With a technique of putting Japanese and American work together, ‘Monkey Business’ is now in its seventh year of creating a ‘hybrid space’ for literature.
From VietnamNet Bridge: Children’s Day in Vietnam has been welcomed by new releases and collected works from publishers of young people’s literature.
From the Nikkei Asian Review: With a goal of making Japanese books accessible to international readers, Media Do automates translation.
From The Korea Times and The Hankyoreh: Commercialization, globalization, and the plight of ‘the history of individuals’ factor into the Seoul Forum.
From The Korea Times: Held every five years, Seoul’s forum brings together Korean and international authors with readers for discussions of current events.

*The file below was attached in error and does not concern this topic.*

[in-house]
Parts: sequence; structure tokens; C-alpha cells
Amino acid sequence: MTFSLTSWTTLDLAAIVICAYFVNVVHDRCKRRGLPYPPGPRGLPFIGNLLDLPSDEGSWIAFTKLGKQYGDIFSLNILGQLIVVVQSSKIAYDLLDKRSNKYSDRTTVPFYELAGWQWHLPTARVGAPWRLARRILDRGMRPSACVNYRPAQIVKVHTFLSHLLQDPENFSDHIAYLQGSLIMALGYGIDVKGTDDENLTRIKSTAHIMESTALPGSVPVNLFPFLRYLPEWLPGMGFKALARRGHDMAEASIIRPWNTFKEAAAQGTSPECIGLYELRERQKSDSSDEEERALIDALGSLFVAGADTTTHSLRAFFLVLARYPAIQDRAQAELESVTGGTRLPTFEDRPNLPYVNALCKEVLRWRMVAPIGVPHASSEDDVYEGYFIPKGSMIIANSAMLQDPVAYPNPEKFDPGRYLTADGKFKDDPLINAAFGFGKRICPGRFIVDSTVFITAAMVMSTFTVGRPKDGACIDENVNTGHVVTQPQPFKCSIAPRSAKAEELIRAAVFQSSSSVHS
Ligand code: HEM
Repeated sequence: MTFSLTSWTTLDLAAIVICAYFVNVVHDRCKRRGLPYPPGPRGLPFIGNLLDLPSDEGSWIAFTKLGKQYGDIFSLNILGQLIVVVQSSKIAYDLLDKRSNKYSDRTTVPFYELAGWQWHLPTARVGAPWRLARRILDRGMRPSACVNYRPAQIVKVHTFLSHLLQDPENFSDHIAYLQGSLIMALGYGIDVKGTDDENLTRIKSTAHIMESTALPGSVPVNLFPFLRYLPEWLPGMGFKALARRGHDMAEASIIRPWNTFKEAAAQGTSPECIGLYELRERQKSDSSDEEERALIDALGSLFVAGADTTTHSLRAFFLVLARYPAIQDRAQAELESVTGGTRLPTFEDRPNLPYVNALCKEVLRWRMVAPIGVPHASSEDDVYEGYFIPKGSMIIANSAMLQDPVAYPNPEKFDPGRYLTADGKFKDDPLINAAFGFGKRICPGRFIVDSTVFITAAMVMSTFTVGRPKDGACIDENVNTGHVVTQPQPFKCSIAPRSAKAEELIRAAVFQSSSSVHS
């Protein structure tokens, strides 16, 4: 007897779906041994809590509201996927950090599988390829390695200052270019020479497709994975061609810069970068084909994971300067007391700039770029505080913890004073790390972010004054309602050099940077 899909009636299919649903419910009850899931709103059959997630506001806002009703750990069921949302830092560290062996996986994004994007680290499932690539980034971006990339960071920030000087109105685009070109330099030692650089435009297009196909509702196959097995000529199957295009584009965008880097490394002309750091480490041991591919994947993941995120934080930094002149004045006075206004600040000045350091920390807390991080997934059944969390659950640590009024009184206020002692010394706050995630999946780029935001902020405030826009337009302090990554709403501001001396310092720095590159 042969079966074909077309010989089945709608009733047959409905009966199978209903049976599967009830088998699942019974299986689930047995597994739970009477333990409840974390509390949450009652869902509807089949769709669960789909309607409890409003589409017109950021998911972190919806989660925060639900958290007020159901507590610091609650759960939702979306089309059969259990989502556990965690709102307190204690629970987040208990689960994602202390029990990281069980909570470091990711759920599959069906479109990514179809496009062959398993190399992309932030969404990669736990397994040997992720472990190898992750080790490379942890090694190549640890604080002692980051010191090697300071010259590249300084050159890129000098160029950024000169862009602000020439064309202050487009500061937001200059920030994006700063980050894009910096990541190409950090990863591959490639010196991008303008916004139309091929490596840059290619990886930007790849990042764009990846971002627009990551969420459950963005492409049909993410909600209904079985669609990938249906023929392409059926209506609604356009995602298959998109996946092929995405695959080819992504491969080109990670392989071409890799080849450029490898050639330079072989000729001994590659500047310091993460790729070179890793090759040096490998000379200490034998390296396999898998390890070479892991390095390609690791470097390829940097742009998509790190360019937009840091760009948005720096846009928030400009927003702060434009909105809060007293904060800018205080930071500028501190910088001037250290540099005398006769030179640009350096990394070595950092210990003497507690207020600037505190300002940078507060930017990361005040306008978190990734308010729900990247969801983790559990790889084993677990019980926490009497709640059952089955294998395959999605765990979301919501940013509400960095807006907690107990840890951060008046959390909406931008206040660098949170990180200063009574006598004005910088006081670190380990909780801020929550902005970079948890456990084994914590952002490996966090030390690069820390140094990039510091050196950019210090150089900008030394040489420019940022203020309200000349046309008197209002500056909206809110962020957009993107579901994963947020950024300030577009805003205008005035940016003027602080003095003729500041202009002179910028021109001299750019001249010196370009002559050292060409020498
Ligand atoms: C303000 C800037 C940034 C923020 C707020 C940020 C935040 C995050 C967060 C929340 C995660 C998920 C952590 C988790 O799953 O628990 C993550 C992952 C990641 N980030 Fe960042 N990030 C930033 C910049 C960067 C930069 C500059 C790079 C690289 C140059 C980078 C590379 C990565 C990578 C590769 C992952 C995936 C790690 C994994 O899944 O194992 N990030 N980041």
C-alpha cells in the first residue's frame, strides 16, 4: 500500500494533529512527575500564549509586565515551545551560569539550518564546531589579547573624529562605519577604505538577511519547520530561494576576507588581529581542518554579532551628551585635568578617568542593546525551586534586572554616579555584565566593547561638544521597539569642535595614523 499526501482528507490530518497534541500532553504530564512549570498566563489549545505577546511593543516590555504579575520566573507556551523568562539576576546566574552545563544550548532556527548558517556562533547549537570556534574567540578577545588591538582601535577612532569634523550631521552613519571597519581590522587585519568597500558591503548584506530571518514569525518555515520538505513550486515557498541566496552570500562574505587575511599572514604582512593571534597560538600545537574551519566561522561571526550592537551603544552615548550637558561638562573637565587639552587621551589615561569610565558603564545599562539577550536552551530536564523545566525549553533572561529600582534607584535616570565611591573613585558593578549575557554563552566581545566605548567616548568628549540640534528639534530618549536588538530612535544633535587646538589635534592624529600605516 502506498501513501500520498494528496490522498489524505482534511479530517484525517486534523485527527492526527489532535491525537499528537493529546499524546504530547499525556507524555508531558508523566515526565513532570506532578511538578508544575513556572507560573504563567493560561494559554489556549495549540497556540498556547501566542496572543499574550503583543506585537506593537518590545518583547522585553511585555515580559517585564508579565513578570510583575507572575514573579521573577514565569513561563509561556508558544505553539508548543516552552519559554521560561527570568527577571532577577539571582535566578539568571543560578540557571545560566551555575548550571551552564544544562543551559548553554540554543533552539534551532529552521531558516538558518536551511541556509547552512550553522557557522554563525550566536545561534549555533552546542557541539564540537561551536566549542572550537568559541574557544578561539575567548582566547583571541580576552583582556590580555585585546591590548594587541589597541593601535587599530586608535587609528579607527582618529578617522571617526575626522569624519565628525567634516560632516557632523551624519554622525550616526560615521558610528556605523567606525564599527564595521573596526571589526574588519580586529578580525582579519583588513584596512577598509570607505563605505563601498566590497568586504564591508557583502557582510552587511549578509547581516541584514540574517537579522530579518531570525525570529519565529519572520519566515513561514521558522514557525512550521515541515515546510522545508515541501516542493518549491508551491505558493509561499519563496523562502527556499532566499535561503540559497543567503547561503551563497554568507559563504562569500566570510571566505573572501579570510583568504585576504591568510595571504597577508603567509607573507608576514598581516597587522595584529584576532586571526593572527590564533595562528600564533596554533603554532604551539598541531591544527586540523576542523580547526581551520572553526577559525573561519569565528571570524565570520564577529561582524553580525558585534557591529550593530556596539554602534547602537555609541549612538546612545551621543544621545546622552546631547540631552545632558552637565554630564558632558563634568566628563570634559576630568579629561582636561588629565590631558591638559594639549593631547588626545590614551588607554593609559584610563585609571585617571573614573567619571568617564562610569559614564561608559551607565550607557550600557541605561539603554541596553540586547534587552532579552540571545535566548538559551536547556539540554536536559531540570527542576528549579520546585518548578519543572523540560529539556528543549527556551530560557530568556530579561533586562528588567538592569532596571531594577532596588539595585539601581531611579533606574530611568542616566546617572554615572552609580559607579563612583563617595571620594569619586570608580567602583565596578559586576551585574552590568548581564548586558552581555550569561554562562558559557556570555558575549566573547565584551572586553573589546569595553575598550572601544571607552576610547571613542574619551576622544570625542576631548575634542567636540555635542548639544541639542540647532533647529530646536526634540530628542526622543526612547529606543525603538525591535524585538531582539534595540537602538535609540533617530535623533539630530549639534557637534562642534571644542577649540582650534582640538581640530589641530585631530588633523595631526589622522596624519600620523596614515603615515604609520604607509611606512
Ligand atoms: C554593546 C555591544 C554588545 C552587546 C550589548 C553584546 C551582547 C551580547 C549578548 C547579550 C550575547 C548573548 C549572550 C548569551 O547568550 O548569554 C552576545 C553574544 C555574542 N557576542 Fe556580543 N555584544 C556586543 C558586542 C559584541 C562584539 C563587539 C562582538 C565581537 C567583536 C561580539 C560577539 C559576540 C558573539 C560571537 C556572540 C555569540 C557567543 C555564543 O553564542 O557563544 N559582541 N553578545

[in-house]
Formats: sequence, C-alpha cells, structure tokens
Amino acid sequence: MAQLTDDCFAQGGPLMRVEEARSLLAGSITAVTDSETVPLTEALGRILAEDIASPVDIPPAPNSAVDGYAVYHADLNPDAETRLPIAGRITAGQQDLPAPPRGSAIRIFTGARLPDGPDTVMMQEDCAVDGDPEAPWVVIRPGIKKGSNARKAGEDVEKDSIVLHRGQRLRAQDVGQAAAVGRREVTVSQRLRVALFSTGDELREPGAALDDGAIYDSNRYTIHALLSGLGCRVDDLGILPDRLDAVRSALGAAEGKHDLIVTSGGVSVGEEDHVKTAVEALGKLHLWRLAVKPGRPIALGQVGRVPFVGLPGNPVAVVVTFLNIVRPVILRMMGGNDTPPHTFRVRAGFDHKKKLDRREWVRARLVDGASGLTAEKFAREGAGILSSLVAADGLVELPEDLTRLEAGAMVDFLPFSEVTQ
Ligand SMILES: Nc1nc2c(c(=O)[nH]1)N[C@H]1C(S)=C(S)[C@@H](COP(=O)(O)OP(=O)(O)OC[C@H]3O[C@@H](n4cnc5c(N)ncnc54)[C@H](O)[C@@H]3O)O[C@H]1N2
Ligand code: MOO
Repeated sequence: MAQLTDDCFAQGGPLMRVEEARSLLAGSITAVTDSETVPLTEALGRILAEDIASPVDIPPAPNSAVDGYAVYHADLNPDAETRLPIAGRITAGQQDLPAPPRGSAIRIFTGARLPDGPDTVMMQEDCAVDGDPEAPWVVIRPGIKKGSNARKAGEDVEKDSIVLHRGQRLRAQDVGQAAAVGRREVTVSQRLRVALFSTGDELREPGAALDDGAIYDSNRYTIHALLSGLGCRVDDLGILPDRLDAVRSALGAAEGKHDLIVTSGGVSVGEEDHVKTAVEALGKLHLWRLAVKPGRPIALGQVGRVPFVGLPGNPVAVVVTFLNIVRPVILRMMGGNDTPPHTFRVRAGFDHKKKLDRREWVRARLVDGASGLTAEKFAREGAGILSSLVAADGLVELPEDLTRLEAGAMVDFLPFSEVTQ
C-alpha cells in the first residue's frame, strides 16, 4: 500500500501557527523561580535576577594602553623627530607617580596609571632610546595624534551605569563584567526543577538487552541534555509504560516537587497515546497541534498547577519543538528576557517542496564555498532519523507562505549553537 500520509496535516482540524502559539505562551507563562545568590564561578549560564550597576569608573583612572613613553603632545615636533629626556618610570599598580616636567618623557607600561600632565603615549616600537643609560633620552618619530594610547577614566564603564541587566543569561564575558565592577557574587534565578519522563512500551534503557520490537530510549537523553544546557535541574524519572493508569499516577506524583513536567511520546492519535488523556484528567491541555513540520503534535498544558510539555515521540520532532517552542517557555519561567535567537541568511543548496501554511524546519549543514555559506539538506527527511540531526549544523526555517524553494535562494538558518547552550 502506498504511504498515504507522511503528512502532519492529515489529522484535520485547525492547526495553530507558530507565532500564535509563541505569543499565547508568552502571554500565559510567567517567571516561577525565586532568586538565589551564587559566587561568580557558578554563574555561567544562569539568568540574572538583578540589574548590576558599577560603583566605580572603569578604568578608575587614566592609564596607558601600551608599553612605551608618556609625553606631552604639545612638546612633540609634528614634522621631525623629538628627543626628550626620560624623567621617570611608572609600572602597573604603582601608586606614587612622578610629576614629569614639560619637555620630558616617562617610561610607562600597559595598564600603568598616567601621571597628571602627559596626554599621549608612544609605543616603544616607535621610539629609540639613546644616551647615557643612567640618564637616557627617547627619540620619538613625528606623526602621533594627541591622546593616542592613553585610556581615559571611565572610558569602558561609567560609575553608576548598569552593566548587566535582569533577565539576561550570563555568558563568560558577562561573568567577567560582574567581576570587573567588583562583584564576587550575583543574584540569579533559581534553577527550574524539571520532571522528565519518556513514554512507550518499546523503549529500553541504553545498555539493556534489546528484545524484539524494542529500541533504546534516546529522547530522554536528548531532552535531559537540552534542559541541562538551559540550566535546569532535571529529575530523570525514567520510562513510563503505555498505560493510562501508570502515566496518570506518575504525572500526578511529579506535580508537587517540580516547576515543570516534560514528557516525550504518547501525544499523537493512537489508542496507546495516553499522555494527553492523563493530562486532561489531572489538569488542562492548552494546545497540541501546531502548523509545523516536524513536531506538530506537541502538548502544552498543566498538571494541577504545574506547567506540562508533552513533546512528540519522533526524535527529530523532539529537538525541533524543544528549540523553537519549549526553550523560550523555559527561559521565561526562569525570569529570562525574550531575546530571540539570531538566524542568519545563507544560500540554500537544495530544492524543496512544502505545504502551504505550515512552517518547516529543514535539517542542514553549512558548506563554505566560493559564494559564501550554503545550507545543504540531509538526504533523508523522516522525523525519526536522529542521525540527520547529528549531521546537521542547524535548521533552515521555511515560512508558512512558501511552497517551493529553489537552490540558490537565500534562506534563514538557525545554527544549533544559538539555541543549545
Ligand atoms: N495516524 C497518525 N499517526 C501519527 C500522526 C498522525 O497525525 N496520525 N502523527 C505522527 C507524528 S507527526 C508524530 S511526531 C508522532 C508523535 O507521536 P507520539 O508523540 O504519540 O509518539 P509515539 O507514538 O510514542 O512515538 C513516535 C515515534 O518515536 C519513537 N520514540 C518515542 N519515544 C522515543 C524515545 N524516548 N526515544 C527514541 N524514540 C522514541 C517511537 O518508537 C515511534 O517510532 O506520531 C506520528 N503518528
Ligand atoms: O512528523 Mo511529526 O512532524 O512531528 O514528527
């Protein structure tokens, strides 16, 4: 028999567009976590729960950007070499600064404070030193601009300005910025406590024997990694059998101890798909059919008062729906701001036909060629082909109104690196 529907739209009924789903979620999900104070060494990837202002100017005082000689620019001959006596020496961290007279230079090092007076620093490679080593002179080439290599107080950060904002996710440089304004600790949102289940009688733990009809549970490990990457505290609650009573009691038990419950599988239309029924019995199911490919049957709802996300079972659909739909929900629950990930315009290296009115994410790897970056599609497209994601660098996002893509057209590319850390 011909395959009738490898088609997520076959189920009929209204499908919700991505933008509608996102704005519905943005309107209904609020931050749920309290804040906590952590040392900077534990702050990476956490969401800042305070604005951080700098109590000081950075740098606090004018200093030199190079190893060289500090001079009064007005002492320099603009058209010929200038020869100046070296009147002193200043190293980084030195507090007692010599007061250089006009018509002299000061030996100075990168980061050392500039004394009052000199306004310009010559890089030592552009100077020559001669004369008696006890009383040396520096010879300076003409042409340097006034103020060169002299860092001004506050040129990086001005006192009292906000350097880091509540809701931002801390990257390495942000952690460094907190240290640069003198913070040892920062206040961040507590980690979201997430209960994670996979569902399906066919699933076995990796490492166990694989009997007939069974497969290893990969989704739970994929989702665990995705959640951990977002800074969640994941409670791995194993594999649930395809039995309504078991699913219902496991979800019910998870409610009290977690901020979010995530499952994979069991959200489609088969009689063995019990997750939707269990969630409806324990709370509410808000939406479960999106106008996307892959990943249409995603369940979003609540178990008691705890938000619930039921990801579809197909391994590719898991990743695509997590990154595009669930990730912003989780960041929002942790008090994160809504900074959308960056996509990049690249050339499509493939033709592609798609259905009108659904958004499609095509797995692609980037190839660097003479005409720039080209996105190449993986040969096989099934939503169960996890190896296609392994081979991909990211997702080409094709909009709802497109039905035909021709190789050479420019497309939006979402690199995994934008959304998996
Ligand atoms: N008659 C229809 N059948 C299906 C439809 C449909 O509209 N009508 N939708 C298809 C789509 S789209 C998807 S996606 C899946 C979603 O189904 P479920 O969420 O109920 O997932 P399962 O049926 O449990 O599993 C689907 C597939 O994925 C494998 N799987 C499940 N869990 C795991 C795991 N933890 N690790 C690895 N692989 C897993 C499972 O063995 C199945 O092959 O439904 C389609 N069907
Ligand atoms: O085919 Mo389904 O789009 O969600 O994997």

‘A language is glorified through its literature,’ says K. Jayakumar, and a university program in Kerala is focused on that goal for Malayalam.
From The Hindu: Leveraging its extensive collection of Marathi literature, the little town of Bhilar has established itself as India’s first ‘book village.’
In Free Malaysia Today: Publishing players say that expected increases in paper costs are less a worry than growing numbers of local authors.
At India’s Scroll.in, a report from Mridula Chari indicates that publishers are having to issue titles without ISBNs, as an inadequate system bogs down.
‘A growing international curiosity in Korean literature,’ says one specialist, is widening the field for poetry from South Korea.